Amazing Campus and Great Educational Environment

Not only is CUHK's main campus breathtaking, it provides for a good educational environment for students. The university is well-equipped with modern and up-to-date facilities to help students with their study. We have 8 libraries in total around the campus; one for media, one for architectural studies, the medical library and the law library. The Professors are always helpful and are happy to talk to students when needed. Moreover, the college system within the university brings forth the uniqueness of CUHK. Each student belongs to a different college, and in that students are able to meet different peoples from different countries and students from different faculties. I think CUHK provides for a well-rounded university life for all students.





One of the most down to earth places in HK. A great opportunity to learn and embody the local culture. Also had one the most beautiful campus in Hong Kong up on the hillside. Glad to have graduated here.




Innovative and Supportive

My university provided me with all the support I needed, and encouraged me to be up to date with all the new developments in the world. They also provided me with the incentive to excel at what I do, and they take much pride in my achievements. I have had a very rewarding university experience.




Small, New But Friendly Law School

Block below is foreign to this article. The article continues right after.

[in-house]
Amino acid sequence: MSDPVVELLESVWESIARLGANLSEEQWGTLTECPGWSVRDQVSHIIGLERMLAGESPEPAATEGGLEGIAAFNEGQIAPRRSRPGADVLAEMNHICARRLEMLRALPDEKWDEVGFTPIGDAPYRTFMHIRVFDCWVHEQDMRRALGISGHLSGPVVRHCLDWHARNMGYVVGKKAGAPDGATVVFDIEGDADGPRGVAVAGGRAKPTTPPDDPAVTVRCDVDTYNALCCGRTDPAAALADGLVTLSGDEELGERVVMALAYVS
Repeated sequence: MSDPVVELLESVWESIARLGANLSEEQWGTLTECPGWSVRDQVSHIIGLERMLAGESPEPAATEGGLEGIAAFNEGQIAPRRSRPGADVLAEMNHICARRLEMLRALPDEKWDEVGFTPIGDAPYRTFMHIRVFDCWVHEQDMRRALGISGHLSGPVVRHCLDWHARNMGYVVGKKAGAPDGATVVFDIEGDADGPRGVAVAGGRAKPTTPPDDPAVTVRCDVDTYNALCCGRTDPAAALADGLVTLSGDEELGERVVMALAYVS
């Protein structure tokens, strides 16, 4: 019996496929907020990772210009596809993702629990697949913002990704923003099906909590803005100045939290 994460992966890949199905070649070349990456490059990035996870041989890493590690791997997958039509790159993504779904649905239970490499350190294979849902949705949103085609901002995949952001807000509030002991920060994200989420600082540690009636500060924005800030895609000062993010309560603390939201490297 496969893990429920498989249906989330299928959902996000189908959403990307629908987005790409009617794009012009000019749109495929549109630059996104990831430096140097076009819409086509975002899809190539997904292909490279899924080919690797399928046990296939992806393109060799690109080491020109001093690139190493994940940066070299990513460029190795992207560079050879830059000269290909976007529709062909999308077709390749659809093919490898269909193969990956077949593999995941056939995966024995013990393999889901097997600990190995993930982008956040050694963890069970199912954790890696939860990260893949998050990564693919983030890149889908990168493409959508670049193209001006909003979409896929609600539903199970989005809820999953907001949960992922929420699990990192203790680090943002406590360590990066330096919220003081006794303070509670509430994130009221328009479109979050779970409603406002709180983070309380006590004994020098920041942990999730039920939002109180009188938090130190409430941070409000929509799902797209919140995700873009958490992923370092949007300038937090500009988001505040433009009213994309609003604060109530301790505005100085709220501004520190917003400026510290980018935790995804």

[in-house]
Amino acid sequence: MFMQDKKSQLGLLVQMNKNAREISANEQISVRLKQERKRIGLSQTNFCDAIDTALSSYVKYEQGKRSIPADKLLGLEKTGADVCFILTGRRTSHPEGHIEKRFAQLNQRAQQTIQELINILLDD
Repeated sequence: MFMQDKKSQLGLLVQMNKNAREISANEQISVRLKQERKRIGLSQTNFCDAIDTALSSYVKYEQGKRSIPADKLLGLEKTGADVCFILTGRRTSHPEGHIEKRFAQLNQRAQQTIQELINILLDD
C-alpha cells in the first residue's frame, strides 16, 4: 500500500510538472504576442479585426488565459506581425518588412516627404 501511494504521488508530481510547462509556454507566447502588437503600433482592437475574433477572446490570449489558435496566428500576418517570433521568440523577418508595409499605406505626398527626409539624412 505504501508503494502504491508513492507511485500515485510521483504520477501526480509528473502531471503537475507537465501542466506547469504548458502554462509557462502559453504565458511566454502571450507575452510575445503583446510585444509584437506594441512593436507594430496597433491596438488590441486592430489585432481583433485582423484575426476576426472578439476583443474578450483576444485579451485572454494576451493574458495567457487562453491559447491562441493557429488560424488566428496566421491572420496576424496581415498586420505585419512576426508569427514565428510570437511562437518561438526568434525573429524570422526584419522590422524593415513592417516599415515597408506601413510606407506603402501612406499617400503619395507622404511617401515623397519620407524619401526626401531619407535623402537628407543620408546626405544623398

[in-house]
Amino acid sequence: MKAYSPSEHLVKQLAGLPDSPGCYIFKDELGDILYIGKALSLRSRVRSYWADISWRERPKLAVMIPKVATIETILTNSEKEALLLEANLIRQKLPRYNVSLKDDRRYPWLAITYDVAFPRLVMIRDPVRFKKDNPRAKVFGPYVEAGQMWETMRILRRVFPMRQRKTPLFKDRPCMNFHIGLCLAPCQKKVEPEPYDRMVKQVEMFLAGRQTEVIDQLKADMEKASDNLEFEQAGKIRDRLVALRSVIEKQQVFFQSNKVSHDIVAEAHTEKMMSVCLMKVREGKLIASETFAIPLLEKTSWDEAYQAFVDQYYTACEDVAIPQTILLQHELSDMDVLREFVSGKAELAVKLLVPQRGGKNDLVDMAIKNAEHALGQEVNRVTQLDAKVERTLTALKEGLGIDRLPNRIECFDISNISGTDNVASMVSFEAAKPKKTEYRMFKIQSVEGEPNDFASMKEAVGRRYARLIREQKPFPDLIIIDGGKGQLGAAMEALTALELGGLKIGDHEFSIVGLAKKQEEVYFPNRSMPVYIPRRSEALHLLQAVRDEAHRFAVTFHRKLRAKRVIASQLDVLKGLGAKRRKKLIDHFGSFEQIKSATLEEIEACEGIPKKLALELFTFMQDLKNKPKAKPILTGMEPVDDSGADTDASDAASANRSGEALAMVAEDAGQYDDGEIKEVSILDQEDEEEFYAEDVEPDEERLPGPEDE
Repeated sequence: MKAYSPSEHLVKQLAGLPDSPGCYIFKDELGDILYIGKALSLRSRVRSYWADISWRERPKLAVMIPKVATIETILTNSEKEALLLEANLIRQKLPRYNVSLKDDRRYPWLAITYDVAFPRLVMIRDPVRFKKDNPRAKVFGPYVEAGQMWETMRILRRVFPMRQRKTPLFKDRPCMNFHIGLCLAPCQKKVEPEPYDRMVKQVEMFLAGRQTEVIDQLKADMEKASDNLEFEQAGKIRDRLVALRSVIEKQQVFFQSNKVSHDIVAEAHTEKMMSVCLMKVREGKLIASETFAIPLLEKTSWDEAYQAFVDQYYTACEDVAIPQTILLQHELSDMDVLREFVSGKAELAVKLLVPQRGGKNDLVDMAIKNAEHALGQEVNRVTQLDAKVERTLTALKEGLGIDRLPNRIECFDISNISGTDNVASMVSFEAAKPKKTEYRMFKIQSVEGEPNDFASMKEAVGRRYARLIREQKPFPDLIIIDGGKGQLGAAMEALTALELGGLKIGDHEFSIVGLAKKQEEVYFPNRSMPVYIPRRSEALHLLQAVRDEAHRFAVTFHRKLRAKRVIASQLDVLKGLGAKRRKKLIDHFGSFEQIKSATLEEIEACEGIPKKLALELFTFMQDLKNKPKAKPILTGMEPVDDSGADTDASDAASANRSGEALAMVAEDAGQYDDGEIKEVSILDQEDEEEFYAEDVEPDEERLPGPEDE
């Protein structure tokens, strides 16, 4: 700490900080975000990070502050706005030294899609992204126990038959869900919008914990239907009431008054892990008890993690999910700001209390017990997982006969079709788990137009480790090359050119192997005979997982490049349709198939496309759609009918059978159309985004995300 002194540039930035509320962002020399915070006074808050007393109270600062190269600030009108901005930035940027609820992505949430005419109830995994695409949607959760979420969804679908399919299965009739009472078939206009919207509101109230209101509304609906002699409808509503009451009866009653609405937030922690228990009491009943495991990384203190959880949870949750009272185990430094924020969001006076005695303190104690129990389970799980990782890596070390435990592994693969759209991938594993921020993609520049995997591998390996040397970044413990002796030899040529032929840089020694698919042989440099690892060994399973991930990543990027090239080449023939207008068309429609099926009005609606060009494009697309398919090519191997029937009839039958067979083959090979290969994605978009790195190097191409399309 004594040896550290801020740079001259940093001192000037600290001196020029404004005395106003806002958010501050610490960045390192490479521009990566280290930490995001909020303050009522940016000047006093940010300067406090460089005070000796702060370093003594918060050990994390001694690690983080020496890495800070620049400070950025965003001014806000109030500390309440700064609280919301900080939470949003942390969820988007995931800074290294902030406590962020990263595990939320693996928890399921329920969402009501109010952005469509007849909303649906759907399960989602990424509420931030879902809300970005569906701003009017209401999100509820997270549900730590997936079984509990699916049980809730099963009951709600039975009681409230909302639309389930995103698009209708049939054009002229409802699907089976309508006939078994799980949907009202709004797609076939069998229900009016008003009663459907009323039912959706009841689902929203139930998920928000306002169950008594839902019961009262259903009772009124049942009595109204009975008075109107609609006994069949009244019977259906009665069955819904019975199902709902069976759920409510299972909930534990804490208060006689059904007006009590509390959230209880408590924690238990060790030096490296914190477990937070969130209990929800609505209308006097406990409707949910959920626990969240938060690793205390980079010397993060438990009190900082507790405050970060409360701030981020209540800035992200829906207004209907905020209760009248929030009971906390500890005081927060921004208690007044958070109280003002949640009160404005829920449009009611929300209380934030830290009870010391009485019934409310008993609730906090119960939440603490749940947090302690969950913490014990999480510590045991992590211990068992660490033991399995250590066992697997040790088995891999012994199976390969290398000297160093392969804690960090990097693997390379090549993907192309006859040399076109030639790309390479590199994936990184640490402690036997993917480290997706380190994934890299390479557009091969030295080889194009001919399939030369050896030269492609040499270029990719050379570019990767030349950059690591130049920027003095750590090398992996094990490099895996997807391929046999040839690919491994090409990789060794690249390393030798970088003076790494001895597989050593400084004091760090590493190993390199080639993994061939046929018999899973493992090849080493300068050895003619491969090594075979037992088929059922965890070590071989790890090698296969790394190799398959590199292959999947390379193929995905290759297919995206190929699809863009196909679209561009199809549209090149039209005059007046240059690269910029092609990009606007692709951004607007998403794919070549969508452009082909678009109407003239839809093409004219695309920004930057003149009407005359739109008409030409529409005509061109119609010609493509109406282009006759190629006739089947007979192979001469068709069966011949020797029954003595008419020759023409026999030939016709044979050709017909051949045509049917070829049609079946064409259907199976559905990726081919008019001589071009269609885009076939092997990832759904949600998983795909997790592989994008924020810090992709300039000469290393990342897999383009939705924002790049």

To being with, I think the campus of CUHK is the best and the biggest in Hong Kong, with fresh air and trees everywhere. I am an undergraduate Law student at CUHK and I think the teaching here is great, with very friendly and nice professors and the new Lee Shau Kee Building. In terms of the courses offered by CUHK, as one of the largest universities in Hong Kong, CUHK is an all-rounded university, offering a wide range of courses to students. Students may take the introductory courses of discipline other than their own major, or even declare a minor. For law electives, due to the small amount of intake, the variety of law electives are not that huge. However, the Faculty is offering some international programmes, which can be treated as law electives, but at the same time, provide us with an opportunity to travel and know more about the legal system of another country. The career support from the Faculty of Law is also amazing. The Faculty will organise CV Sessions and talks on how to get an internship from law firms or mini-pupillage from barrister's chambers. Each student will also have a Distinguished Professional Mentor, which is a current legal profession, providing us with practical advices and updates of the legal field. Finally, from my personal experience, I think the students in CUHK are friendly and genuine. As Law students, competition is inevitable for grades, GPAs, vacation schemes and training contract. However, I think the competition in CUHK Law School is a positive one, in a sense that help us grow together, instead of fighting with each other no matter what. That is the biggest reason why I am having a very good time here in CUHK Law School.